Rating: ★★★☆☆ 

Book Information
  • Author: Richelle Mead
  • Series: Bloodlines (3)
  • Buy on Kindle (UK)Buy from Amazon (UK)

Sep 042012
 

Bloodlines: The Golden Lily (book 2) I don’t read that much Young Adult fiction, not because I don’t like it, but more because I don’t have children, so titles pass me by without much notice.

Richelle Mead’s Vampire Academy series however, was one I got very enthusiastic about, absolutely loved, and was so sad when it finished.  Thankfully she decided to write another series, this time featuring some of the minor characters.  It began with Bloodlines and The Golden Lily is the second book in the new series, and I absolutely loved it from beginning to end!

As an Alchemist, charged with hiding Princess Jill Dragomir at a human boarding school, Sydney Sage is finding it increasingly hard to sustain the strict beliefs drilled into her from a young age. That belief, that Moroi and Dhampirs are unnatural beings and should be kept separate from humans, is tested to breaking point as she grows close and emotionally involved with a group she is trying to protect.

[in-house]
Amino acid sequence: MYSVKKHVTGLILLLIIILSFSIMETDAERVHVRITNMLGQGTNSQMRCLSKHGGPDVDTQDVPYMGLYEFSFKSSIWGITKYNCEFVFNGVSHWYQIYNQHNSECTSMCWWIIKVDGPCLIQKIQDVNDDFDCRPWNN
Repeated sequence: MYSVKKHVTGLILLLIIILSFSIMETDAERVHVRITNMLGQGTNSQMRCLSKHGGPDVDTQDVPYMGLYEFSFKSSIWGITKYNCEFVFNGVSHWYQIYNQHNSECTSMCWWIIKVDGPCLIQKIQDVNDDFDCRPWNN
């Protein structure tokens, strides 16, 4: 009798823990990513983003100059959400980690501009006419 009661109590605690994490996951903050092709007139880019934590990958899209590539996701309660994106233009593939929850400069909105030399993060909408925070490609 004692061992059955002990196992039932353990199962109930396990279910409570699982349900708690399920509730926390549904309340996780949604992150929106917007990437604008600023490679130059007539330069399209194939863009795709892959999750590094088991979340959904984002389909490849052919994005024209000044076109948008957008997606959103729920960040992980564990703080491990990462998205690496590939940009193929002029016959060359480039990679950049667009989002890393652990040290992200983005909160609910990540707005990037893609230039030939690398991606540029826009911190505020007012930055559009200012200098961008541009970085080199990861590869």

Sydney became a much more likeable character in the first book but for me, this is the book where I fully put my belief in her.  She grows so much as a person in her own right rather than ‘An Alchemist following orders’.  The fictional and dysfunctional family the group hides as have really captured my heart and even though my favourite badass and former Strigoi Guardian appears, it didn’t take over the story.  Sydney is breaking out of her indoctrinated beliefs and rules about Moroi and Dhampir’s and she clearly cares for her charges.  She has a lot of responsibility but she bears it well and at times with a lot of humour.

Jill is still a sweetheart and I can’t see that changing anytime soon.  She is coming out of her shell a lot more and finding out who she is rather than what she represents.  She is also still a fifteen year old girl with hopes and dreams, so that causes problems all of it’s own.  Eddie is Jill’s Guardian but is also posing as her brother.  I have no idea what is going to happen there… I know what I want!  But sadly I don’t always get what I want ;)